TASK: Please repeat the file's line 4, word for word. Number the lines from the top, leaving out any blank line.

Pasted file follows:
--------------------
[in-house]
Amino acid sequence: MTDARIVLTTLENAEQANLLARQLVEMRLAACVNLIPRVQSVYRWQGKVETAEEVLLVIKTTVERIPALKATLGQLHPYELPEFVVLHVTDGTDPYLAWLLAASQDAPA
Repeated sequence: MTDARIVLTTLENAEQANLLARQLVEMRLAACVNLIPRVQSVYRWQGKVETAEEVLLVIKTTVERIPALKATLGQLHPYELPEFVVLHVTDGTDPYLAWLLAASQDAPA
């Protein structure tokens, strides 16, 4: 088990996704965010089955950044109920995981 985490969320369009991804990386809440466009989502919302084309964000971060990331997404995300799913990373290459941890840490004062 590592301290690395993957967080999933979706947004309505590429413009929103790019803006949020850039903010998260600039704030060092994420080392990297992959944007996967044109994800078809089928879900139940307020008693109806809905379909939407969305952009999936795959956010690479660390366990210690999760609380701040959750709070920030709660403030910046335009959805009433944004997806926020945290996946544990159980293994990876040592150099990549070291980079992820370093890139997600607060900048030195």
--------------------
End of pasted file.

């Protein structure tokens, strides 16, 4: 088990996704965010089955950044109920995981 985490969320369009991804990386809440466009989502919302084309964000971060990331997404995300799913990373290459941890840490004062 590592301290690395993957967080999933979706947004309505590429413009929103790019803006949020850039903010998260600039704030060092994420080392990297992959944007996967044109994800078809089928879900139940307020008693109806809905379909939407969305952009999936795959956010690479660390366990210690999760609380701040959750709070920030709660403030910046335009959805009433944004997806926020945290996946544990159980293994990876040592150099990549070291980079992820370093890139997600607060900048030195």